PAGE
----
Helsinki has long been known as a city of artistic designers, but now it is becoming respected as a hotbed for design management.
Look around you. If you are sitting on an airplane, look at the seat in front of you, the overhead bins, the lighting. If you are in your office, think about the building, the doorknobs, the elevators. Next, your clothes, your mobile phone, the scissors buried in your drawer. No matter what you see, a significant amount of effort has probably been expended in designing it. There is a good reason for this.
Design is an important element in all types of businesses. A person may think of a “design industry” that focuses on fashion or household objects, but in actuality design is important for a huge swath of consumer, commercial and industrial products. Fiskars, best known to consumers for their household products, invests a significant amount of time and resources in designing its products. When a person picks up a pair of scissors, he might not realise how much effort goes into designing it.
“I think the most important point here is that at Fiskars design drives development rather than vice versa,” says Fiskar’s Development Director Petteri Masalin. “We put the user experience at the heart of the design. Quite often finished products on the market show little concern for the usability of the product, so the starting consideration for us whenever we design a tool is: what is its purpose and how do people use it?
“Our design philosophy is to combine advanced materials and engineering to produce something elegant and lightweight that acts like an extension of the body, giving the user extra power and control and reducing strain. Good design management is a creative process that creates tools that should feel almost effortless in their usage. I’d like to add that we think that design is cyclical, not finite. Our designers spend hours studying how people use our tools and then refining them constantly. It’s a bit like gardening – an activity which requires constant vigilance and management to create and recreate something beautiful.”
“In companies you will hear different titles like designer, product development manager or usability specialist,” says Sirpa Fourastie of the Finnish Design Management Association. “These titles show how design management is used in different ways and its importance. Design is not a stand-alone speciality, but it is used closely with other disciplines in the company strategy.”
She explains that teams using design management are efficient in estimating cost and the value added for a whole project, especially if design is used from an early stage in the process. Managers have long known that projects are more likely to succeed with designers involved, but now it is understood that design has an impact upon branding, innovation and overall corporate strategy.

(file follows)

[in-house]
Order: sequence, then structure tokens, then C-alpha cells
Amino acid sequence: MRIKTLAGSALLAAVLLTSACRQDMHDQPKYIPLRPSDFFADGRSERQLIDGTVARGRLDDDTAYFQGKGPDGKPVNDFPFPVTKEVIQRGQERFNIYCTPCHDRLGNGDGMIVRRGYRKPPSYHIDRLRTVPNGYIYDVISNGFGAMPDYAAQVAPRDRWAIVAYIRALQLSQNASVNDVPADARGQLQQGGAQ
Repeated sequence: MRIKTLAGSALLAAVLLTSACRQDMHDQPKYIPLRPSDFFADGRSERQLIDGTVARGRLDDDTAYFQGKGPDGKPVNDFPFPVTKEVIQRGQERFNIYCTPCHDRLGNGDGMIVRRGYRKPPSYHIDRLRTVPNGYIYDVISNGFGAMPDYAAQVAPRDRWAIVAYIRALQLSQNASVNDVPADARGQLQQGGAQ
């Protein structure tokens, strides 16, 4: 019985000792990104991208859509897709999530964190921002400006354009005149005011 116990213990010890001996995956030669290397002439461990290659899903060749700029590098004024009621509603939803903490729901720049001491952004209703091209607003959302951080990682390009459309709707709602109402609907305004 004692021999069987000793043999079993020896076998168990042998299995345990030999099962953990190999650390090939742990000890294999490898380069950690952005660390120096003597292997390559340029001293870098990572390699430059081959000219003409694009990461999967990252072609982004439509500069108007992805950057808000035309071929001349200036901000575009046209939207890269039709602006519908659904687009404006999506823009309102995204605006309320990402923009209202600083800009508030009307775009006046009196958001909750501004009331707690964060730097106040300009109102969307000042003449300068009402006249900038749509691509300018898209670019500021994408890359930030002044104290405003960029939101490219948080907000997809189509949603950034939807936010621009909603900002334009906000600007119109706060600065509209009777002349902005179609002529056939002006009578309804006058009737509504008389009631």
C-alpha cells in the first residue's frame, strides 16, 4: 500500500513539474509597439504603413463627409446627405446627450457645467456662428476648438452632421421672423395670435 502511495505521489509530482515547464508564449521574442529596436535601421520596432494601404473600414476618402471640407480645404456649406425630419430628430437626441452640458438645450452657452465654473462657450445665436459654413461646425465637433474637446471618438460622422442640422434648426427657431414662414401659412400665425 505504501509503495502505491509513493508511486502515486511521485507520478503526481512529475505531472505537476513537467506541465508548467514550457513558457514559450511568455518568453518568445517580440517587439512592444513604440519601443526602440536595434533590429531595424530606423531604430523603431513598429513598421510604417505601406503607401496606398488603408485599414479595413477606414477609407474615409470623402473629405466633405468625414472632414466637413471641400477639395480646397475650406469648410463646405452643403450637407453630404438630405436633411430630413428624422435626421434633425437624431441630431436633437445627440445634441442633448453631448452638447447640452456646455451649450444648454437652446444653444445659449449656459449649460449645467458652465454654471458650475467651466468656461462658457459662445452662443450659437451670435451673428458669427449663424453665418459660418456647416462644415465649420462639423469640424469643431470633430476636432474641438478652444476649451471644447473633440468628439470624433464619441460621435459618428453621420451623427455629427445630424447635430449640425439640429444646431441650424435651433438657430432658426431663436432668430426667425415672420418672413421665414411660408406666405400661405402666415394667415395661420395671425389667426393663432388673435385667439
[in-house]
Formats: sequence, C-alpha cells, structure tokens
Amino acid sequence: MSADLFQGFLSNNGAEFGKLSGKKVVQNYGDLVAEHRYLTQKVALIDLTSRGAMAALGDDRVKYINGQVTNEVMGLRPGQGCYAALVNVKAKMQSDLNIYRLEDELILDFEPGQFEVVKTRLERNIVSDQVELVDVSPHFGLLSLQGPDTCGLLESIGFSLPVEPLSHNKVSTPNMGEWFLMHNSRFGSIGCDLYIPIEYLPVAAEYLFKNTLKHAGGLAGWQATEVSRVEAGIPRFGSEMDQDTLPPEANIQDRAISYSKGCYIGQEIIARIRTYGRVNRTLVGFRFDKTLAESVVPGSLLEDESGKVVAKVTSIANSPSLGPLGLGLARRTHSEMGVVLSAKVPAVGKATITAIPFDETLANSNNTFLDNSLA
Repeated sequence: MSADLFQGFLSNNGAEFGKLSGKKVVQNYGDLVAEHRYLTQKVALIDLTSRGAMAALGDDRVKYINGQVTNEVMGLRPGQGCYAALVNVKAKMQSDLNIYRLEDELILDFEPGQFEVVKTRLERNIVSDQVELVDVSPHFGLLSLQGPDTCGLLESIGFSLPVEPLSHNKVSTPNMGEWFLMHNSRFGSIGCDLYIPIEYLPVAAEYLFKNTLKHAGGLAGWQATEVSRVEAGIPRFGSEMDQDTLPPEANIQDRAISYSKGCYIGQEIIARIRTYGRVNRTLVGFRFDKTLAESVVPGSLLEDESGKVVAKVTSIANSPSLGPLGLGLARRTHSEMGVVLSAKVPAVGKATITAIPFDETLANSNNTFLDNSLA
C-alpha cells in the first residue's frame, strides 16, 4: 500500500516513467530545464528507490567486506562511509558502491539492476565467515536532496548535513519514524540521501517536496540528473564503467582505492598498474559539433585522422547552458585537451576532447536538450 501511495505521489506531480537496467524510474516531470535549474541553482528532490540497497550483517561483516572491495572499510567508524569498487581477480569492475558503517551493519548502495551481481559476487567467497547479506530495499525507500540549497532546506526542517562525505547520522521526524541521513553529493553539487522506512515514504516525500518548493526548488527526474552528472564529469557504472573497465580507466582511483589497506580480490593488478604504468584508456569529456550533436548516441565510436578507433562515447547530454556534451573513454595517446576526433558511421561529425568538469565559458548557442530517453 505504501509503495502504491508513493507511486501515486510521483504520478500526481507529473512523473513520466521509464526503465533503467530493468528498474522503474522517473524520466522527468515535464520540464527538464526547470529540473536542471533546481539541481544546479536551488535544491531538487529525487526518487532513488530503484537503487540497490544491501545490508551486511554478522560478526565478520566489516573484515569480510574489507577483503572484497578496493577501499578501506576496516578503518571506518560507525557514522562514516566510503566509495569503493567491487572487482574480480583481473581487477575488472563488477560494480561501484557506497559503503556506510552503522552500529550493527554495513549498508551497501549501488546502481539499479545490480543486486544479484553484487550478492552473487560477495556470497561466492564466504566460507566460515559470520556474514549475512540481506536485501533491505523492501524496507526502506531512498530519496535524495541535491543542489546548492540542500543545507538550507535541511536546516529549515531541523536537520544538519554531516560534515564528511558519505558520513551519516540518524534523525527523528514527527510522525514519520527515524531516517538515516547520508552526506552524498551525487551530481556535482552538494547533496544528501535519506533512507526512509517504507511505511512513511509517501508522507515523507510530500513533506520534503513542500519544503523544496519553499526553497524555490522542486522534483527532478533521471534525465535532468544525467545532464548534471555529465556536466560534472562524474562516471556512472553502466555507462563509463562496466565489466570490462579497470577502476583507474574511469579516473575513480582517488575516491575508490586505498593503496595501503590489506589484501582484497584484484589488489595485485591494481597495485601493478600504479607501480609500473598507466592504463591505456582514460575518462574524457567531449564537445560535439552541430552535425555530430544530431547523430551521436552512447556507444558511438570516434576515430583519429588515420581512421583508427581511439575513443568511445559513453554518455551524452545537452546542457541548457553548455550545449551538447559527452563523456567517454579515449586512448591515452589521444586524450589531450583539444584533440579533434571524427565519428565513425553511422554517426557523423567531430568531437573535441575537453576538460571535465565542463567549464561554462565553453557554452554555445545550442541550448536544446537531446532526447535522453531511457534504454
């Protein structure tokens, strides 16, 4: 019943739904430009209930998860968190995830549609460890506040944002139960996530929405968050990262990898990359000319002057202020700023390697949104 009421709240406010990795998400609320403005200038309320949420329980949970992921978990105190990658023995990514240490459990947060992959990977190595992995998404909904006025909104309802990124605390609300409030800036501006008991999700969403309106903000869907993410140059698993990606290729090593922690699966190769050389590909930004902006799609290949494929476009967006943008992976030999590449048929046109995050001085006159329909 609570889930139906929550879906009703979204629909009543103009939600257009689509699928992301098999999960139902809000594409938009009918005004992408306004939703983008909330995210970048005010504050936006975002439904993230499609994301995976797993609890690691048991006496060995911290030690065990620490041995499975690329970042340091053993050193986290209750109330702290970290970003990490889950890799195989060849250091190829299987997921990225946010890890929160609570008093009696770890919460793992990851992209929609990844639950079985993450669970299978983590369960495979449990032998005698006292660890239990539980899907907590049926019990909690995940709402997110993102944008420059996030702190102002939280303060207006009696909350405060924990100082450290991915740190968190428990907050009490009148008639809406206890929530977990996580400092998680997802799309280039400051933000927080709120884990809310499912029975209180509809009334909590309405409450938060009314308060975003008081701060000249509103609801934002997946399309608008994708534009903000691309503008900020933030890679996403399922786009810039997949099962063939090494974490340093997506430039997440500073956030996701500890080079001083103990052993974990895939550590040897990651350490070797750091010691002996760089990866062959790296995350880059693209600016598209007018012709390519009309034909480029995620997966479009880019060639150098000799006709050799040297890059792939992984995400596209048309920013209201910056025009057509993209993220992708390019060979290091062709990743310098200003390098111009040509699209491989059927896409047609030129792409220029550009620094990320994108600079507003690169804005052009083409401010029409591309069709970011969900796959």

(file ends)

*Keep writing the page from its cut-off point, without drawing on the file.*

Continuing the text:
“Design skills are part of a sometimes years-long research and development process,” Fourastie continues. “They are as important as engineering or marketing to communicate the value of the end product.”
Finland has long been known as a source for great designs – from Alvar Aalto’s architecture to Marimekko’s prints – but in recent years the greater Helsinki area has become recognised as a global leader in design management, using design in all areas of business processes.
“We have highly educated specialists with global connections,” explains Fourastie. “The Finnish Design Management Association enforces the strategic know-how of design in the business context and the use of design and research in the innovation process. FDMA facilitates discussion and accelerates the exchange of know-how and connections. This creates new business possibilities and a professional network.”
Another reason Fourastie believes international companies have become interested in Helsinki’s design management is because of the success of large Finnish corporations.
“Many companies in Finland are global leaders in their industry and they can give a great example for smaller companies,” she says. “And the smaller ones have flexibility and can offer other kinds of knowledge and services to the bigger ones.”
A number of international companies have approached FDMA, interested in the Helsinki design management scene.
“This demands investments of time and resources from both sides, but it also creates new business opportunities,” concludes Fourastie. “Finland is a stable country with a great infrastructure, and the possibility to work with our universities in design management makes this environment very interesting for them.”
Text: DAVID J. CORD, Helsinki Times
Did you know?
The International Design Business Management program is a joint teaching and research platform of Aalto University. The purpose of the program is to develop world-class expertise in global design business management through interdisciplinary research that cuts across the areas of business, design and technology.
Employment of Design Strategies
Employment of Design Strategies is an IDBM program funded by both public and private sources. It analyses the practices and structures of design management in the case companies on both organisational and process levels, and by doing so aims to open new insights into the strategic use of design in business.